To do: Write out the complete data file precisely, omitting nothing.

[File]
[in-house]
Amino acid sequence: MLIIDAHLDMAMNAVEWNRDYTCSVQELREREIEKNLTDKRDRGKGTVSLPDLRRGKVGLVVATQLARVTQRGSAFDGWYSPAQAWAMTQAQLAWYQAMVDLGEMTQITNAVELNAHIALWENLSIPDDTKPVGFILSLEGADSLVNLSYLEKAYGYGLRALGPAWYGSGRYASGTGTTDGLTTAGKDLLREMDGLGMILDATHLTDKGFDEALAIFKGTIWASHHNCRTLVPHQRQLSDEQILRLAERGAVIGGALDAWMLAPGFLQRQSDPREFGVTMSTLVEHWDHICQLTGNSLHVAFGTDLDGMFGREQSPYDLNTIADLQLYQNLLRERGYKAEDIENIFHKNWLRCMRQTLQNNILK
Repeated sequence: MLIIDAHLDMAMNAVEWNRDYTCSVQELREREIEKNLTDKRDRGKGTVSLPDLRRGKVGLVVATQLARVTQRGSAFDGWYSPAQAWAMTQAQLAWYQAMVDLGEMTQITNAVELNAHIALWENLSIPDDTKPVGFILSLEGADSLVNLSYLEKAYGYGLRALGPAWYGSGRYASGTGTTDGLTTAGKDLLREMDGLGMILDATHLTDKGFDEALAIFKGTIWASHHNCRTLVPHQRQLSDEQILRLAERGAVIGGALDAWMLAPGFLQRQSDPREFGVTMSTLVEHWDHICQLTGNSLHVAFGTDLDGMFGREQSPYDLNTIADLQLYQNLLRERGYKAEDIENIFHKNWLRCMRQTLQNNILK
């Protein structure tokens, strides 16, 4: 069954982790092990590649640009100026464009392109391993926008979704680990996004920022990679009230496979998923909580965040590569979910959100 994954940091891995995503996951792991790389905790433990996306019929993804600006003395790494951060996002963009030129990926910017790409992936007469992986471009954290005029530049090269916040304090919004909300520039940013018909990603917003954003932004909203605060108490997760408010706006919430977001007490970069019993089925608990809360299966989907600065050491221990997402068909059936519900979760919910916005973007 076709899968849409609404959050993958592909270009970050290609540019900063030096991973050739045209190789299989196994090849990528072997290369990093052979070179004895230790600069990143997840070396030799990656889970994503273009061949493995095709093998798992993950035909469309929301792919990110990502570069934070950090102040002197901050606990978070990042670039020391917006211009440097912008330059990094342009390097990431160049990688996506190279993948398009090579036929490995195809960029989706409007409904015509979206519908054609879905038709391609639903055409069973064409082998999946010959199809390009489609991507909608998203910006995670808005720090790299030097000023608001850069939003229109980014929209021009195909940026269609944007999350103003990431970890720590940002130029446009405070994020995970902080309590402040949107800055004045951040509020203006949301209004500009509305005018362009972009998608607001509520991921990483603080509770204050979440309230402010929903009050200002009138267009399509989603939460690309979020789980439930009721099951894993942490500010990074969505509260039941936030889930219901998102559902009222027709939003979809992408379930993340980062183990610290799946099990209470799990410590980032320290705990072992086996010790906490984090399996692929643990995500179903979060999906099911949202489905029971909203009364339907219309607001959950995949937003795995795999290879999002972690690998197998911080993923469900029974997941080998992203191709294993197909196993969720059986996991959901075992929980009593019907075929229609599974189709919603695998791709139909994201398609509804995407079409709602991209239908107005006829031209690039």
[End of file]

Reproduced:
[in-house]
Amino acid sequence: MLIIDAHLDMAMNAVEWNRDYTCSVQELREREIEKNLTDKRDRGKGTVSLPDLRRGKVGLVVATQLARVTQRGSAFDGWYSPAQAWAMTQAQLAWYQAMVDLGEMTQITNAVELNAHIALWENLSIPDDTKPVGFILSLEGADSLVNLSYLEKAYGYGLRALGPAWYGSGRYASGTGTTDGLTTAGKDLLREMDGLGMILDATHLTDKGFDEALAIFKGTIWASHHNCRTLVPHQRQLSDEQILRLAERGAVIGGALDAWMLAPGFLQRQSDPREFGVTMSTLVEHWDHICQLTGNSLHVAFGTDLDGMFGREQSPYDLNTIADLQLYQNLLRERGYKAEDIENIFHKNWLRCMRQTLQNNILK
Repeated sequence: MLIIDAHLDMAMNAVEWNRDYTCSVQELREREIEKNLTDKRDRGKGTVSLPDLRRGKVGLVVATQLARVTQRGSAFDGWYSPAQAWAMTQAQLAWYQAMVDLGEMTQITNAVELNAHIALWENLSIPDDTKPVGFILSLEGADSLVNLSYLEKAYGYGLRALGPAWYGSGRYASGTGTTDGLTTAGKDLLREMDGLGMILDATHLTDKGFDEALAIFKGTIWASHHNCRTLVPHQRQLSDEQILRLAERGAVIGGALDAWMLAPGFLQRQSDPREFGVTMSTLVEHWDHICQLTGNSLHVAFGTDLDGMFGREQSPYDLNTIADLQLYQNLLRERGYKAEDIENIFHKNWLRCMRQTLQNNILK
């Protein structure tokens, strides 16, 4: 069954982790092990590649640009100026464009392109391993926008979704680990996004920022990679009230496979998923909580965040590569979910959100 994954940091891995995503996951792991790389905790433990996306019929993804600006003395790494951060996002963009030129990926910017790409992936007469992986471009954290005029530049090269916040304090919004909300520039940013018909990603917003954003932004909203605060108490997760408010706006919430977001007490970069019993089925608990809360299966989907600065050491221990997402068909059936519900979760919910916005973007 076709899968849409609404959050993958592909270009970050290609540019900063030096991973050739045209190789299989196994090849990528072997290369990093052979070179004895230790600069990143997840070396030799990656889970994503273009061949493995095709093998798992993950035909469309929301792919990110990502570069934070950090102040002197901050606990978070990042670039020391917006211009440097912008330059990094342009390097990431160049990688996506190279993948398009090579036929490995195809960029989706409007409904015509979206519908054609879905038709391609639903055409069973064409082998999946010959199809390009489609991507909608998203910006995670808005720090790299030097000023608001850069939003229109980014929209021009195909940026269609944007999350103003990431970890720590940002130029446009405070994020995970902080309590402040949107800055004045951040509020203006949301209004500009509305005018362009972009998608607001509520991921990483603080509770204050979440309230402010929903009050200002009138267009399509989603939460690309979020789980439930009721099951894993942490500010990074969505509260039941936030889930219901998102559902009222027709939003979809992408379930993340980062183990610290799946099990209470799990410590980032320290705990072992086996010790906490984090399996692929643990995500179903979060999906099911949202489905029971909203009364339907219309607001959950995949937003795995795999290879999002972690690998197998911080993923469900029974997941080998992203191709294993197909196993969720059986996991959901075992929980009593019907075929229609599974189709919603695998791709139909994201398609509804995407079409709602991209239908107005006829031209690039």